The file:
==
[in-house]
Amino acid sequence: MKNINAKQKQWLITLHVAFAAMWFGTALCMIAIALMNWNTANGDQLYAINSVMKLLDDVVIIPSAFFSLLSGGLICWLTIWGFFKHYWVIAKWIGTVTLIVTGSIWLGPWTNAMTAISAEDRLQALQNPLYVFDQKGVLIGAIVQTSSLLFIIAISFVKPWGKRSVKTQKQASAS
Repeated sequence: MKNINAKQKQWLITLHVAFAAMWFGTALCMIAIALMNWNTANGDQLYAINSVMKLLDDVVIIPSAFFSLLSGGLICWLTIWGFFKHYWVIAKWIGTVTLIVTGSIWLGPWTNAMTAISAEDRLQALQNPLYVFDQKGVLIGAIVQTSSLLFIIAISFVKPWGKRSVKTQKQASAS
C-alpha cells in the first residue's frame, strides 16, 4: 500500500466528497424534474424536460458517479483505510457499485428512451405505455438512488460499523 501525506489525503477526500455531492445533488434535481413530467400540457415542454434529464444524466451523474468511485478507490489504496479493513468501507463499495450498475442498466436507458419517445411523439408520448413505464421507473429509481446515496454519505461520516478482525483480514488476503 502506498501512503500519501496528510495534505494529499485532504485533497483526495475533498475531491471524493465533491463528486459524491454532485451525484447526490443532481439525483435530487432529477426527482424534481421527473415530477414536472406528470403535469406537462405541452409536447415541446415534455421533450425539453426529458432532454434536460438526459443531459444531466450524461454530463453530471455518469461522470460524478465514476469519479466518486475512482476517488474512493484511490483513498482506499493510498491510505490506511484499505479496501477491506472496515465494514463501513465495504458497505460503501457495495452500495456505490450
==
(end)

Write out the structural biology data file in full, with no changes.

[in-house]
Amino acid sequence: MKNINAKQKQWLITLHVAFAAMWFGTALCMIAIALMNWNTANGDQLYAINSVMKLLDDVVIIPSAFFSLLSGGLICWLTIWGFFKHYWVIAKWIGTVTLIVTGSIWLGPWTNAMTAISAEDRLQALQNPLYVFDQKGVLIGAIVQTSSLLFIIAISFVKPWGKRSVKTQKQASAS
Repeated sequence: MKNINAKQKQWLITLHVAFAAMWFGTALCMIAIALMNWNTANGDQLYAINSVMKLLDDVVIIPSAFFSLLSGGLICWLTIWGFFKHYWVIAKWIGTVTLIVTGSIWLGPWTNAMTAISAEDRLQALQNPLYVFDQKGVLIGAIVQTSSLLFIIAISFVKPWGKRSVKTQKQASAS
C-alpha cells in the first residue's frame, strides 16, 4: 500500500466528497424534474424536460458517479483505510457499485428512451405505455438512488460499523 501525506489525503477526500455531492445533488434535481413530467400540457415542454434529464444524466451523474468511485478507490489504496479493513468501507463499495450498475442498466436507458419517445411523439408520448413505464421507473429509481446515496454519505461520516478482525483480514488476503 502506498501512503500519501496528510495534505494529499485532504485533497483526495475533498475531491471524493465533491463528486459524491454532485451525484447526490443532481439525483435530487432529477426527482424534481421527473415530477414536472406528470403535469406537462405541452409536447415541446415534455421533450425539453426529458432532454434536460438526459443531459444531466450524461454530463453530471455518469461522470460524478465514476469519479466518486475512482476517488474512493484511490483513498482506499493510498491510505490506511484499505479496501477491506472496515465494514463501513465495504458497505460503501457495495452500495456505490450